Lois's face — smiling, looking proud and happy as she had accepted her last Kerth award — looked out at him from the front page. It was just under the headline AWARD-WINNING PLANET REPORTER MURDERED.
Clark skimmed the report, which he hadn't seen before; Perry had assigned the story to Eduardo and a couple of others, ruling that Clark was too personally involved to write the story. Clark hadn't argued; while part of him had dearly wanted to perform that last act for his beloved partner and friend, another part of him had known that he wouldn't have been able to cope with the agony.
They'd first heard that something had happened in the late morning yesterday. A call had come into Perry's office from a police officer in a precinct down on the South Side, someone who had met Lois once or twice and had recognised the victim of yet another murder as a Daily Planet reporter.
Lois had been stabbed; twice, in the chest, and then had suffered head injuries as she fell. It would need an autopsy to determine which had actually killed her. Whoever was responsible for her murder had taken her purse. Clark shook his head yet again at the senselessness of it all. A purse, with perhaps a hundred dollars at most and a couple of credit cards, in exchange for a life.
Perry had called Clark into his office to break the news, his manner grim. The editor had seemed to age ten years in as many minutes, Clark had thought before his brain had managed to process what he was being told. And then he hadn't been capable of any thought at all.
<Lois… dead. *Lois is dead*. She can't be… Not Lois… Not dead…>
He'd sunk into the chair he'd refused only a few minutes earlier. Suddenly his mind had been full of questions: how? where? why? what happened?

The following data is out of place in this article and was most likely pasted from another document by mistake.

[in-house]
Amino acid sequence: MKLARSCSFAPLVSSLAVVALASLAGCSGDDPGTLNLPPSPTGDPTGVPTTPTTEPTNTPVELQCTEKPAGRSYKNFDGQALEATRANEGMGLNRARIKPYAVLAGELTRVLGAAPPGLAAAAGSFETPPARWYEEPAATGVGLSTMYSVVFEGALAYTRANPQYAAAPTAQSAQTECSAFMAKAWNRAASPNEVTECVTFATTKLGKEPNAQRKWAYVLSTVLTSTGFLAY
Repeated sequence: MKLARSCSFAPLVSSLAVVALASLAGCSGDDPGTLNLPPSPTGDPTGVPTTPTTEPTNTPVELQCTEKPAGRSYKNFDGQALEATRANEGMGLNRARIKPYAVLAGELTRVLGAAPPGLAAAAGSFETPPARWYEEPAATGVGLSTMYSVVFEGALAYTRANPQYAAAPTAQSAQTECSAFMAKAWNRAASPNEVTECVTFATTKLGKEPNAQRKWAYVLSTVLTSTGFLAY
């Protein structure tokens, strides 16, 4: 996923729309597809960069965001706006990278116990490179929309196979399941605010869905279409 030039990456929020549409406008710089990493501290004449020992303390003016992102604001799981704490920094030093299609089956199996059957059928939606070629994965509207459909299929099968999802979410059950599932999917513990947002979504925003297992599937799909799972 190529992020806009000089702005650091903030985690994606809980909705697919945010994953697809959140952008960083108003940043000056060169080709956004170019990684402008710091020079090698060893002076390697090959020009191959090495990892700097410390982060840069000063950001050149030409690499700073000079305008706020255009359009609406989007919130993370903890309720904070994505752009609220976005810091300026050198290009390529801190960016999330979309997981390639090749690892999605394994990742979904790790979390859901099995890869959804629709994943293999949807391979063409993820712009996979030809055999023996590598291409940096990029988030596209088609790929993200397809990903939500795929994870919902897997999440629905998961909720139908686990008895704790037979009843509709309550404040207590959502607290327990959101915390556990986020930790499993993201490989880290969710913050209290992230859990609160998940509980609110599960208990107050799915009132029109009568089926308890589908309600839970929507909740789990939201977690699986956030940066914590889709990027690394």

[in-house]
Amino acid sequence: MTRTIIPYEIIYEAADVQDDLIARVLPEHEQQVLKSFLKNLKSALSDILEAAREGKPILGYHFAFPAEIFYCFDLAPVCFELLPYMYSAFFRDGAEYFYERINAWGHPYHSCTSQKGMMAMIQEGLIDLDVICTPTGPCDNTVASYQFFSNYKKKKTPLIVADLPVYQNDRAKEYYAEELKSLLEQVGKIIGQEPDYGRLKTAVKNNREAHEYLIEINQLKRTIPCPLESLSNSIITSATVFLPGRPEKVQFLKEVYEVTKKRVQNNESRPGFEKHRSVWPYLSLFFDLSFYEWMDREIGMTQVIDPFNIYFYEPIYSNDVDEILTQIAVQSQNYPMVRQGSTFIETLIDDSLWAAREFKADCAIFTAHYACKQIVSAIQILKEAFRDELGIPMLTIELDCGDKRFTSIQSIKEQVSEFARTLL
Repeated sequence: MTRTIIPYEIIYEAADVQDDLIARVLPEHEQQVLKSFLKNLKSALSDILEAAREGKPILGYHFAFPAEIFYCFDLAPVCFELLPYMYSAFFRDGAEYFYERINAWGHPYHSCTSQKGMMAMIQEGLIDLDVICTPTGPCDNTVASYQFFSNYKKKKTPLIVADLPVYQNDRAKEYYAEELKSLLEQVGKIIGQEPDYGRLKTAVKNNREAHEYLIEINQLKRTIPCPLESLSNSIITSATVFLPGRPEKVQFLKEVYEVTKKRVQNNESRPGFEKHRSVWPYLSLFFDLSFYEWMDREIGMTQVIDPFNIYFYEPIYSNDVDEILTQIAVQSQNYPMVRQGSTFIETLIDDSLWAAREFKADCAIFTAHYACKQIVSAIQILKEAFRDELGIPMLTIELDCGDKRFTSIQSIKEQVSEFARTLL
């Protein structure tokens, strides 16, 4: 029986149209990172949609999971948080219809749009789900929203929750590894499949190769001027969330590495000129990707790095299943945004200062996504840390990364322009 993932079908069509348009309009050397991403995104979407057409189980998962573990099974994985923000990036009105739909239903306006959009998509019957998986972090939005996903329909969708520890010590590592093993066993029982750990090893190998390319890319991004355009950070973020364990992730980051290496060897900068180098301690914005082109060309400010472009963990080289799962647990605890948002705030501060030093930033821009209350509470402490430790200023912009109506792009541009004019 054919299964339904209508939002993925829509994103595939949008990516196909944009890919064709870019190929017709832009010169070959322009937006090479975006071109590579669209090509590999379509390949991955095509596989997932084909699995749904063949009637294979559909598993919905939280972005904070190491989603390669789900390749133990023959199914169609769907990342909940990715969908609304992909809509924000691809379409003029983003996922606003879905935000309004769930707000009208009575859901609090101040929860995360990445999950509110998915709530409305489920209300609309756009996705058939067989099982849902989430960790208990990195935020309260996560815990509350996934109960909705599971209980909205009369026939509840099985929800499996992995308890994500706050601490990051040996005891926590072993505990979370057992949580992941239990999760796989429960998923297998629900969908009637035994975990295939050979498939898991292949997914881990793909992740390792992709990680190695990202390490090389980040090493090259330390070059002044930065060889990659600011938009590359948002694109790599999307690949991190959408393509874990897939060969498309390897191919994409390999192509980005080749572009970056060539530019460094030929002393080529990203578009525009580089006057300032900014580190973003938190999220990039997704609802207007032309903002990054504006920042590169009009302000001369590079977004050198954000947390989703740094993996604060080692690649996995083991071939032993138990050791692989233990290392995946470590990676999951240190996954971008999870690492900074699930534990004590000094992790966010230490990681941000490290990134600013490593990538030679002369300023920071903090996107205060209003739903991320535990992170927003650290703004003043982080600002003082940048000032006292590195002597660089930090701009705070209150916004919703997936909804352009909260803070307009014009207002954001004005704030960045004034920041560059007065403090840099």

Why hadn't someone saved her?
Why hadn't *he* saved her?
Why had Superman had to be out of commission right then?
If only he hadn't gone near that surgeon's office where the break-in had been reported; if only he'd flown away at warp-speed as soon as he'd felt the tell-tale twinges of Kryptonite. But he hadn't. He'd decided that he could handle it; that a few seconds of exposure wouldn't hurt him too much and he'd be able to deal with the perpetrators before it did him any real harm.
He'd been stupidly over-confident. And he'd lost his powers as a result. And Lois was dead because he hadn't regained them soon enough for him to know she was in trouble.
He'd cursed himself yesterday. Cursed Superman and everything the hero had stood for. What use was Superman when he couldn't even save the woman Clark had loved?
His powers were now gradually returning of course, and he hated them for not disappearing permanently. He didn't want to cope with abilities that had let him down when Lois needed him most. If not for Superman, he wouldn't have been vulnerable to Kryptonite. Maybe he would have spent more time with Lois. Maybe, in fact, she would not have developed a crush on someone inaccessible, and looked at him instead.
He tightened his fists. World wasn't made of maybes, and moping around on what could have been was useless. It wouldn't bring Lois back.
Nothing would ever bring her back.